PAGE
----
The Denver Nuggets, after losing to the Oklahoma City Thunder on the night of Russell Westbrook‘s historic 42nd triple-double, are now eliminated from playoff contention and are lottery-bound.
The final two games of the season are both on the road beginning Tuesday night against the Dallas Mavericks. The Nuggets’ last two games of the season will heavily feature the youth of the roster as Denver has shut down their veterans for the year, most of which have been dealing with nagging injuries.
Regular season game No. 81 | Denver Nuggets (38-42) vs Dallas Mavericks (32-48)
American Airlines Center, Dallas, Texas | 6:30 PM MST | TV: Altitude
Spotlight on Nuggets’ youth
Denver is gong to be playing as many young players as they have all year.
Kenneth Faried, Danilo Gallinari, Will Barton, and Jameer Nelson will all be out against the Mavericks which opens up significant minutes for the youth of the Nuggets’ roster. All three Nuggets’ rookies will see playing time and Jamal Murray is again expected to start at point guard in the absence of Jameer Nelson.
Look for the Nuggets to experiment with a lot of different lineups throughout the night and get a good look at Malik Beasley and Juancho Hernangomez. Denver has a plethora of young talent to evaluate and that begins tonight.
The Mavericks will pay tribute to another Dallas sports star against the Nuggets on Tuesday night, one that doesn’t even play basketball.
Tony Romo will suit up as a member of the Mavericks as Mark Cuban made Romo a “Maverick for a day” on Tuesday after alluding to Dallas signing a pass-first point guard.
Not only will Romo suit up for the Mavericks but he’ll also participate in layup lines, according to Marc Stein. Romo will wear No. 9 for the Mavericks.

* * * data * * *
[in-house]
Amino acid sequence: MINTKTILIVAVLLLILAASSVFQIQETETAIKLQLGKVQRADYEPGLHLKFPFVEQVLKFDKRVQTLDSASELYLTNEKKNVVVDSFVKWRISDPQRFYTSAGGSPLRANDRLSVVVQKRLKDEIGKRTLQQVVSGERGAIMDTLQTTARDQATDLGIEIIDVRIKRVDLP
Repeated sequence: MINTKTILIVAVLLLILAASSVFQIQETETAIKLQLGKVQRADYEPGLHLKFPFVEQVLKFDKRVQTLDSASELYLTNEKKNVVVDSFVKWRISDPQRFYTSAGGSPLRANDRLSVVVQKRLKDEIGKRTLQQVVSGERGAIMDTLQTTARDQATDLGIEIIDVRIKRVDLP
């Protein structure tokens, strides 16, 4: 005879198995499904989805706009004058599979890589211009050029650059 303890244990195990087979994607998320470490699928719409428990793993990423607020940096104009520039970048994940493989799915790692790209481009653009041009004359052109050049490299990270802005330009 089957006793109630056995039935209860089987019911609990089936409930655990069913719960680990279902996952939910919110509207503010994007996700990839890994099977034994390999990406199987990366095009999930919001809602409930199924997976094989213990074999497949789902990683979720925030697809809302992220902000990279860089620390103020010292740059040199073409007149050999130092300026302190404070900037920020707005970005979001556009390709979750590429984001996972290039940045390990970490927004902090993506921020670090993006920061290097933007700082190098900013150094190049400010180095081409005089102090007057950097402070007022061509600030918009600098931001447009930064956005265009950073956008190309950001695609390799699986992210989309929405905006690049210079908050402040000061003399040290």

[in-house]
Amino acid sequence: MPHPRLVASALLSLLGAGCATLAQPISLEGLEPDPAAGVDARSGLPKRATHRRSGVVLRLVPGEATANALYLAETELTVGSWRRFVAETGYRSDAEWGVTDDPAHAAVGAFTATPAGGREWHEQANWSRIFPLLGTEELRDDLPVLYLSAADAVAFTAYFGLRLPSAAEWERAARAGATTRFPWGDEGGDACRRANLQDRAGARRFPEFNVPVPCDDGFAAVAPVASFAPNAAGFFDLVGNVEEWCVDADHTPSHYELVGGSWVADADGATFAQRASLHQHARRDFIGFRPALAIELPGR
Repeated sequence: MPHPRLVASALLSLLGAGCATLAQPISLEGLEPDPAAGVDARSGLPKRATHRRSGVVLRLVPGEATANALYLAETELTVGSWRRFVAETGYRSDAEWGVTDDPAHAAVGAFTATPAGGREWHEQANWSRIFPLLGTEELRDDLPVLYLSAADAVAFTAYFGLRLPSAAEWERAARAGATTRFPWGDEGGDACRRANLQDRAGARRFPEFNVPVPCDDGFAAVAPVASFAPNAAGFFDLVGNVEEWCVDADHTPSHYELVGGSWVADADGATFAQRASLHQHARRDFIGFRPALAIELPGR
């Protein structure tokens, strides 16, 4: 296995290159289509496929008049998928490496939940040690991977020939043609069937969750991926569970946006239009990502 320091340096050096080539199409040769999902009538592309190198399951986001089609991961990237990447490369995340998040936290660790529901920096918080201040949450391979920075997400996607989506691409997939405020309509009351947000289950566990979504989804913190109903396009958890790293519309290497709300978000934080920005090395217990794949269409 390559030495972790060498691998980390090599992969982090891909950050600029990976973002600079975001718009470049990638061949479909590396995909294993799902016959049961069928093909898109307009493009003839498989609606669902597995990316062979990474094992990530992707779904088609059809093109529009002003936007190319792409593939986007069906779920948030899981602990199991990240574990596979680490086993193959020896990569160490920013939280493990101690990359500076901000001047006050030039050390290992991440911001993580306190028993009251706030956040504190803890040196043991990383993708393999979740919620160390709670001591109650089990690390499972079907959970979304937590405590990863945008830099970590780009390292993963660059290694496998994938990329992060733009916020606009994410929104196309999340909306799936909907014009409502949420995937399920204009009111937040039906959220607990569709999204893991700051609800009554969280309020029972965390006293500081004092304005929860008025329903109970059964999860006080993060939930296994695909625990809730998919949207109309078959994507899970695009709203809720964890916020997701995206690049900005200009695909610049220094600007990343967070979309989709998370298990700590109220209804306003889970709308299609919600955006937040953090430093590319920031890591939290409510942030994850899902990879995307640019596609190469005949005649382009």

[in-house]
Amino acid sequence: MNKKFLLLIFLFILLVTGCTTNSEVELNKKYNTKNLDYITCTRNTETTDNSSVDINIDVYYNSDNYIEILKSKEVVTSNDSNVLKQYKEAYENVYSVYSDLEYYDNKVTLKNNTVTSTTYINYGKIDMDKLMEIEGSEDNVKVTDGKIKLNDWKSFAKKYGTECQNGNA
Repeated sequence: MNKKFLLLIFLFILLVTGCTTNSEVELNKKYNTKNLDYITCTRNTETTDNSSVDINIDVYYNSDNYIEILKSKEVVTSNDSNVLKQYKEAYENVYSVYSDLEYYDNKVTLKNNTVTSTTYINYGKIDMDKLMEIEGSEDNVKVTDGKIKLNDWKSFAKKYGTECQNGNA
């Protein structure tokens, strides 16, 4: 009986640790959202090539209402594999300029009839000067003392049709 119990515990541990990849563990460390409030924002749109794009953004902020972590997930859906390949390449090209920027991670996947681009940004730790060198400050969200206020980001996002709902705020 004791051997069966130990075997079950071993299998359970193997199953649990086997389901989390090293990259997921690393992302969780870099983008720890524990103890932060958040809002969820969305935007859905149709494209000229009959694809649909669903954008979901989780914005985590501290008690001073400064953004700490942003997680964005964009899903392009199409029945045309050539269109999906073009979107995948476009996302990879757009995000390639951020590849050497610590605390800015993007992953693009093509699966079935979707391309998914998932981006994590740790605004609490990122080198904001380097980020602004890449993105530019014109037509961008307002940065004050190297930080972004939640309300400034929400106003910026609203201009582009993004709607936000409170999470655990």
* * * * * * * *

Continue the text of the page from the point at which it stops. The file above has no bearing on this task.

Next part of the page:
Caron Butler spoke very high of Romo’s ability as a basketball player even going as far as to say that Romo could have, “easily been a professional basketball player”.
Romo was actually quite the basketball player himself. He played at Racine Park High School and averaged 24.3 points, 8.8 rebounds, and 4.7 assists per game before going on to play 14 years for the Dallas Cowboys. His high school basketball coach Steve Berezowitz was quoted talking about how Romo was able to impact a basketball in a plethora of different ways:
“Quite honestly, his thing was filling the entire stat sheet. He was just a quiet player. He had seven threes in one game, but it wasn’t like he scored in one way. All of a sudden you would look in the book and he had his 25 points, 8 or 9 rebounds, 7 or 8 assists and because he had such great hands he also averaged over five steals his senior here. He completely filled the stat sheet. He did that with a group that wasn’t incredibly skilled, so he had to basically do every part of the game for us to be successful.”
It’s the end of the regular season. The lottery is 35 days away. Can you feel it?